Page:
An internally displaced Afghan girl who fled her home due to fighting between the Taliban and Afghan security personnel, peers from her makeshift tent at a camp on the outskirts of Mazar-e-Sharif, northern Afghanistan, Thursday, July 8, 2021. Credit: Rahmat Gul / AP

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Sherizaan Minwalla is a lawyer and researcher who represented immigrant survivors of domestic violence and sexual assault at the National Immigrant Justice Center in Chicago. The column was written for the Chicago Tribune.

As U.S. and coalition forces withdraw from Afghanistan and the Taliban militia gains more territory, women and girls who resisted gender-based violence and fled to protective shelters, or even jails, risk being sent back to their families where they face further abuse including death.

According to the U.S. State Department’s 2020 Human Rights Report, there were 28 shelters in Afghanistan to protect women and girls at risk of severe forms of gender-based violence. On average, these shelters assisted as many as 2,000 women and girls annually. The U.S. and other international donors working through local organizations established and funded these shelters, yet those that fall under Taliban control will most certainly be closed.

For an Afghan girl or woman, going into a shelter exposes her to stigmatization and increased risk of violence if she returns home. The fact that the shelters were opened and funded by Western donors provides a pretext to accuse victims seeking protection of being Westernized and immoral. Those who fled from home have escaped extreme brutality, including child marriage and rape; domestic violence; a practice known as baad, in which girls are given to families to settle disputes; and threats of so-called honor killings.

Nongovernmental organizations sometimes reconcile residents with their families through legal mechanisms or more likely by negotiating settlements. For difficult cases that cannot be solved, victims remain trapped in shelters and jails indefinitely, potentially for the rest of their lives. Their options inside Afghanistan are increasingly abysmal. If not returned home to their perpetrators, they may end up on the streets where they will face abuse and exploitation and likely will be trafficked.

A “refugee” under the 1951 Refugee Convention, codified in U.S. law, is a person who, “owing to well-founded fear of being persecuted for reasons of race, religion, nationality, membership of a particular social group or political opinion, is outside the country of his nationality and is unable or … unwilling to avail himself of the protection of that country.” Though “gender” was not included as a protected ground, today the United Nations High Commissioner for Refugees recognizes gender-based persecution claims as legally qualifying for refugee or asylum protection.

Yet for Afghan women and girls in shelters and jails, they cannot travel across an international border because they lack proper documentation, and it is too risky. Afghan laws and customs afford male relatives the right to significant control over access to civil documentation and mobility. Even with a passport, traveling through checkpoints for a woman or girl is fraught with risk, as officers might return her to her family. Recently, the special inspector general for Afghanistan reconstruction recommended in his report that these shelters continue to be funded and secured.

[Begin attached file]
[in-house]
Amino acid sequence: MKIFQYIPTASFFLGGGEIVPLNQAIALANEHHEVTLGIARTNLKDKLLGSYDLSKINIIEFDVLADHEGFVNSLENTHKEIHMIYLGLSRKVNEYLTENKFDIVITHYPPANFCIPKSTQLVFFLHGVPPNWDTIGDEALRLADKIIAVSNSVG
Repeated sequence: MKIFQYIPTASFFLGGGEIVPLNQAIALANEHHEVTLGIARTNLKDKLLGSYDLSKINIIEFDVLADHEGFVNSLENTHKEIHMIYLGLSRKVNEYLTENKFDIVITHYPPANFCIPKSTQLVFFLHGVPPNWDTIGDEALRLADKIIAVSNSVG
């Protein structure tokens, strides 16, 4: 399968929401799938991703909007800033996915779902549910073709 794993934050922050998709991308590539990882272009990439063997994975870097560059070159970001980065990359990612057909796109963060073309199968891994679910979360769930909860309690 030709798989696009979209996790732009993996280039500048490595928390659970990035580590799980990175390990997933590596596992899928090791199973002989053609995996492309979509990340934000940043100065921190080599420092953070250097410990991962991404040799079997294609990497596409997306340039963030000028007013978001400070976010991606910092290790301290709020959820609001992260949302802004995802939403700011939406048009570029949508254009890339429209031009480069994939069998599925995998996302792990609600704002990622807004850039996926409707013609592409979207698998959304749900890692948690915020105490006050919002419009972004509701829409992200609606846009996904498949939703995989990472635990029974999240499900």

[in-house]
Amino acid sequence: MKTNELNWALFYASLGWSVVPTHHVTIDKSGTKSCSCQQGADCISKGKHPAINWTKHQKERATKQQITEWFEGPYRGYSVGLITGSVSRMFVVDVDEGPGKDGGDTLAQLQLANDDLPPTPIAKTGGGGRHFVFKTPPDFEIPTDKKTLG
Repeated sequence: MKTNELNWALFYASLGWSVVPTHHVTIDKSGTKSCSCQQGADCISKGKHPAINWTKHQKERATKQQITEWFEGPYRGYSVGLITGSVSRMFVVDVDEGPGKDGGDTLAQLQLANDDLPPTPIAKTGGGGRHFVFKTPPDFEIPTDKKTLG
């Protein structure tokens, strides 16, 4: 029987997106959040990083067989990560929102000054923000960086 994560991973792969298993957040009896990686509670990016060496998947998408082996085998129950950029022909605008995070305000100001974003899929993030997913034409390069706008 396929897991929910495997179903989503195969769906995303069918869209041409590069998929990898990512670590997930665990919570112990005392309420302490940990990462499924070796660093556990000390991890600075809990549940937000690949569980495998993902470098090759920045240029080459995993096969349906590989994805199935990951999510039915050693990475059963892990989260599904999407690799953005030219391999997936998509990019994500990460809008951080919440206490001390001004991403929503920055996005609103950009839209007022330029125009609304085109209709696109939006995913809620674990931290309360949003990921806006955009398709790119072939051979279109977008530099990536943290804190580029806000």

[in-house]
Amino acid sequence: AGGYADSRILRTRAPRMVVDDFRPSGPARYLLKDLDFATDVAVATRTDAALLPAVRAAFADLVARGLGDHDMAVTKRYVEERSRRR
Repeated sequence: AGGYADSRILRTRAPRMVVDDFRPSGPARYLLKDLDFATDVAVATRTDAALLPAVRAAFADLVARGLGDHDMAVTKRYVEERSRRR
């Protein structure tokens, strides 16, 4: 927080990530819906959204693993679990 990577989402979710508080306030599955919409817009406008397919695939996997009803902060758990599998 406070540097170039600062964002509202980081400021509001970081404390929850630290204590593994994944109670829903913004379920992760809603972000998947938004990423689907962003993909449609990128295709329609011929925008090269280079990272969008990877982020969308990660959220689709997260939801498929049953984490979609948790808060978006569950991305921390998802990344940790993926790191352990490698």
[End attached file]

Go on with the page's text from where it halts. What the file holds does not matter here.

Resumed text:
Yet if they cannot be maintained, something else must be done to ensure these individuals are safe.

Clearly there are complex issues involved in promoting women’s rights in the context of a war that itself leads to increased violence against women and girls. It is worth pointing out that the George W. Bush administration argued that advancing women’s equality was a justification for the war in Afghanistan. U.S. taxpayers have spent billions on programs aimed at achieving gender equity by advancing rights in education, livelihoods and political participation and responding to gender-based violence.

President Joe Biden’s administration plans to evacuate thousands of Afghans who supported the U.S. mission as translators or in other roles and face the very real threat of being killed by the Taliban due to their U.S. affiliation through the Special Immigrant Visa program. The U.S. affiliation is also a factor that puts women and girls in shelters at risk of retaliation.

Ensuring the continued safety of at-risk women and girls is in line with U.S. humanitarian goals, our commitment to human rights and our foreign policy interests. Under the Immigration and Nationality Act, the president may determine that group designation under Priority 2 is warranted in the case of an unforeseen refugee situation that is “justified by grave humanitarian concerns or is otherwise in the national interest,” and that cannot be managed under regular refugee processing. The situation facing Afghan women and girls at risk of gender-based violence who are trapped in shelters presents such a situation and warrants Priority 2 designation.

Women and girls bear the scars of conflict in unique ways including heightened incidents of conflict-related sexual violence; their needs must be our priority. If admitted as refugees, these individuals will have the opportunity to achieve safety and to rebuild their lives. America has the ability to continue to support those women and girls who stood against violence and for freedom and self-determination. The time to act decisively is now.